(2.12)

for all and all . By letting in above inequality, we find that .

Theorem 2.2.

Let be even and let
(2.13)
for all and all , then there exists a unique quartic mapping such that
(2.14)

for all and all

Proof.

By putting in (2.1) we obtain
(2.15)
for all Replacing in (2.15) by to get
(2.16)
for all and all Hence,
(2.17)
for all and all Therefore,
(2.18)
for all and all So we have
(2.19)
for all and all As by the triangle inequality it follows that
(2.20)
for all and We replace with in (2.20) to obtain
(2.21)
Since the right-hand side of the inequality tends to as and tend to infinity, the sequence is a Cauchy sequence. Therefore, we may define for all . Now, we show that is a quartic map. Replacing with and respectively, in (2.1) it follows that
(2.22)

Taking the limit as , we find that satisfies (1.8) for all Hence, the mapping is quartic.

To prove (2.14) take the limit as in (2.20) Finally, to prove the uniqueness property of subject to (2.14) let us assume that there exists a quartic function which satisfies (2.14) Since and for all and from (2.14) it follows that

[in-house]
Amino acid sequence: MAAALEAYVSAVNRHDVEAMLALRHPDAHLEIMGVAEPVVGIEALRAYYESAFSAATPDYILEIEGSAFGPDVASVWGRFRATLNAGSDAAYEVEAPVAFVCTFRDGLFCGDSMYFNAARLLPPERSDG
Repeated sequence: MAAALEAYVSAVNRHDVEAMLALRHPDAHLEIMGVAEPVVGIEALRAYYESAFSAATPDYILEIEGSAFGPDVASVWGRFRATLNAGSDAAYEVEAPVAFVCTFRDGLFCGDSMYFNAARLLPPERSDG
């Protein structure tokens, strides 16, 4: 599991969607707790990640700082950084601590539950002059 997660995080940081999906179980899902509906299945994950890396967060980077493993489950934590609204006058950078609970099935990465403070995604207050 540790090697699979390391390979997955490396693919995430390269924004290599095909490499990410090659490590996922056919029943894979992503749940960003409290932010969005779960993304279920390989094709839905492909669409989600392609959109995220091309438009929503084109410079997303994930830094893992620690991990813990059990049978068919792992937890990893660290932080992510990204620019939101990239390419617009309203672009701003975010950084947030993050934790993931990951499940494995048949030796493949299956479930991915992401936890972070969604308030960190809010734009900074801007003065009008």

(2.23)

for all and all . Taking the limit as , we find that .

Theorem 2.3.

Let
(2.24)
for all and all , then there exist a unique cubic mapping and a unique quartic mapping such that
(2.25)

for all and all

Proof.

Let
(2.26)
for all Then and
(2.27)
for all Hence, in view of Theorem 2.1, there exists a unique quartic function such that
(2.28)
Let
(2.29)
for all Then and
(2.30)
for all From Theorem 2.2, it follows that there exists a unique cubic mapping such that
(2.31)

Obviously, (2.25) follows from (2.28) and (2.31).

Declarations

Acknowledgment

The second author would like to thank the Office of Gifted Students at Semnan University for its financial support.

Authors’ Affiliations

(1)
Department of Mathematics, Semnan University